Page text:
• Särah Nour says:

      Clint McCown, the only two-time winner of the American Fiction Prize, returns with his eighth book, an atmospheric chronicle of the fictional, tornado-ravaged town of Lincoln, Tennessee. “Haints” takes place on February 29th, 1952, the same date a tornado hit McCown’s hometown of Fayetteville. Each chapter focuses on the personal story of a different character, at times blending realism with supernatural elements (“haint” being a Southern colloquial term for “haunt”). After a brief [...]

    • Lauren Stanislawski says:

      Captivating and ReflectiveLauren StanislawskiWith captivating propose and fresh dialogue that keeps readers turning the pages, Clint McCown’s novel, Haints, is truly a delightful cup of inspiration for any reader. McCown sets the novel in Lincoln, Tennessee, where character relationships and personalities are tested with unexpected natural disasters. The novel tells the stories of multiple characters affected by a devastating tornado and how each character’s story comes to the surface beneat [...]

    • Fictionauthor89 says:

      The story Haints starts off with some background history of the authors history, because in the beginning apparently a tornado hits a town in 1952 the same year a tornado hits the author Clint McCowns small town where he grew up in. This story follows gentlemen named Mr. Gaitlin with only one leg and how he lost his love of his life. He gets to hang out and enjoy seeing his crush, but then a tornado hits and pretty much destroys the town and wipes it clean. Some people believe the gentlemen with [...]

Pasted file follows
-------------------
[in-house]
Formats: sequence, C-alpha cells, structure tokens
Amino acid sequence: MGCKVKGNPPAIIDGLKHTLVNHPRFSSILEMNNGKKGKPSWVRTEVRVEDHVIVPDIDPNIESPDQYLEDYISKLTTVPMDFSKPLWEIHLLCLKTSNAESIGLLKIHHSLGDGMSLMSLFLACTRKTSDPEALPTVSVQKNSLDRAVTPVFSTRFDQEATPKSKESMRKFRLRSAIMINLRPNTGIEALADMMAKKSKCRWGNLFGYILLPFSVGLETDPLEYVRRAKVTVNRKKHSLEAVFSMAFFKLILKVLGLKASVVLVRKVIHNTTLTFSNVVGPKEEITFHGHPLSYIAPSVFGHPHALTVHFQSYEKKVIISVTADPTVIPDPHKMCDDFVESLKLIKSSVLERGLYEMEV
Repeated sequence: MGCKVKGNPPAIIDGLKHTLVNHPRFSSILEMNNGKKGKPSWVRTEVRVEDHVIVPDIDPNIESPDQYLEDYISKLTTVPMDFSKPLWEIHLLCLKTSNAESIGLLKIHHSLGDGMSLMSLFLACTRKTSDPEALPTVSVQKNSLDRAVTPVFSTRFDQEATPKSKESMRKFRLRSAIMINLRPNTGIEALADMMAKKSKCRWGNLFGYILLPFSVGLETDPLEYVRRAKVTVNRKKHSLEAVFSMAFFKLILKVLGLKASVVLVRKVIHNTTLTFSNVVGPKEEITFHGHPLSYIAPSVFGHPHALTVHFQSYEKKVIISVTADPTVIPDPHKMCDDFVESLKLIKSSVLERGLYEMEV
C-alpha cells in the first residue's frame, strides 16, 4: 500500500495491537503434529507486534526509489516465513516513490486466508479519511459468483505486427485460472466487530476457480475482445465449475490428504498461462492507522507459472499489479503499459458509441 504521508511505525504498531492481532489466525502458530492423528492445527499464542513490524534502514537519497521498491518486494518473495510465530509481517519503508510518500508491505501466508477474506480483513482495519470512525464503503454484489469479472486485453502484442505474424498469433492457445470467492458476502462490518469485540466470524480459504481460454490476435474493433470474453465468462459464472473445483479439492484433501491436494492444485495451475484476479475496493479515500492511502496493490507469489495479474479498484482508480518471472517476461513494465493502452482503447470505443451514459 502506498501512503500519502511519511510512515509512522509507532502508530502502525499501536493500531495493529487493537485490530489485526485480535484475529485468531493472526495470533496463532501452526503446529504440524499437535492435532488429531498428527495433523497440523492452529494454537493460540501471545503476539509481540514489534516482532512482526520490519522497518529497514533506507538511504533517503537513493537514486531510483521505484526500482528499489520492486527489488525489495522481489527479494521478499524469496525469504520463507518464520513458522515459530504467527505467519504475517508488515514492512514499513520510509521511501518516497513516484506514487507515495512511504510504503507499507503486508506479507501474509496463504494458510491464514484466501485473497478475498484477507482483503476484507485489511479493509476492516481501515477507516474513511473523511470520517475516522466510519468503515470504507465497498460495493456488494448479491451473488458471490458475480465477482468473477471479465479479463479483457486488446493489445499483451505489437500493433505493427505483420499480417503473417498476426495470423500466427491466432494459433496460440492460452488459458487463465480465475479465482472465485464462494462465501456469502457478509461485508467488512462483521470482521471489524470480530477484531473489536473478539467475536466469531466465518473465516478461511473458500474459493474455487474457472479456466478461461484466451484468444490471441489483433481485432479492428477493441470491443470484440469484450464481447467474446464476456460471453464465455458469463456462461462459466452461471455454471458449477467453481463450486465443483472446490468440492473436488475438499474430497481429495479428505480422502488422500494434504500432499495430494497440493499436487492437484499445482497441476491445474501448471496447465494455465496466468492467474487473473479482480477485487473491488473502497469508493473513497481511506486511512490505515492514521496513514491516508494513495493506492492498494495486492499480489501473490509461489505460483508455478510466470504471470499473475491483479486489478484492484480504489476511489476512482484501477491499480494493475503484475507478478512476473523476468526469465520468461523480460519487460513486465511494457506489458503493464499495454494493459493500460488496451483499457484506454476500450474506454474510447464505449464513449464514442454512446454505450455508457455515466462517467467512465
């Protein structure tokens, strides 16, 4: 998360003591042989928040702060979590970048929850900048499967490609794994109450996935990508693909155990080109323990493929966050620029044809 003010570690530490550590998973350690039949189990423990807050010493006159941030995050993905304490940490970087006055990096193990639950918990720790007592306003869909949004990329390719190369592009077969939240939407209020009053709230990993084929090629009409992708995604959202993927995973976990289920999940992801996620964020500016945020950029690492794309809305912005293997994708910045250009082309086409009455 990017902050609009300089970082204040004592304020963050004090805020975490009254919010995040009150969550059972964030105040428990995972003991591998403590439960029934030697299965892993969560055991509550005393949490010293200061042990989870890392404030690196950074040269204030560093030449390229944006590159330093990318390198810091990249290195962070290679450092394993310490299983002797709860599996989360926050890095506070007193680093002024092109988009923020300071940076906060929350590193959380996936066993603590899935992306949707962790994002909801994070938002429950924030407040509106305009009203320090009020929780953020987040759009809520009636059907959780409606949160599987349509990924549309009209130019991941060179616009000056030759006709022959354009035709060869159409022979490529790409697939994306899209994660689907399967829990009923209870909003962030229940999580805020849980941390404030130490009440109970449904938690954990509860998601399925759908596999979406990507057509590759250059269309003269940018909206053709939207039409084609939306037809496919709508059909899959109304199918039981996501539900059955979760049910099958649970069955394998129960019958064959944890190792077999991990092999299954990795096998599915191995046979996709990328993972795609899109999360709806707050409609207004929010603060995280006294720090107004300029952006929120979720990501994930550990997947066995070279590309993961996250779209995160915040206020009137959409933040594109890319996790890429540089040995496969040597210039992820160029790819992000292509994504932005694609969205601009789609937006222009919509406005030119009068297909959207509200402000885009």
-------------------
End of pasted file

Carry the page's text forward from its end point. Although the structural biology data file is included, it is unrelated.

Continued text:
• Erica Bailey says:

      Clint McCown, the only author to win the American Fiction Prize not once, but twice, returns with his new novel “Haints,” which begins in a small town in Tennessee called Lincoln during the year 1952. “Haints” opens with a suicide and a town-demolishing tornado. McCown, instead of following one character throughout the novel, uses a different voice in each chapter to reflect and relate the events that occur after the tornado. Each character is affected by the tornado, and reading the di [...]

    • Genelle says:

      Haints by Clint McCown is a novel of a small town fictionalized Tennessee which is struck by a tornado. The storm hits early on in the book, and the story continues to show the aftermath through numerous viewpoints. The characters are all tied together in various ways, as people in small towns often are. Each chapter reveals a different perspective. Together, it shows just what can happen when a close-knit community is brought even closer. The book takes place in the 50's during the Korean War, [...]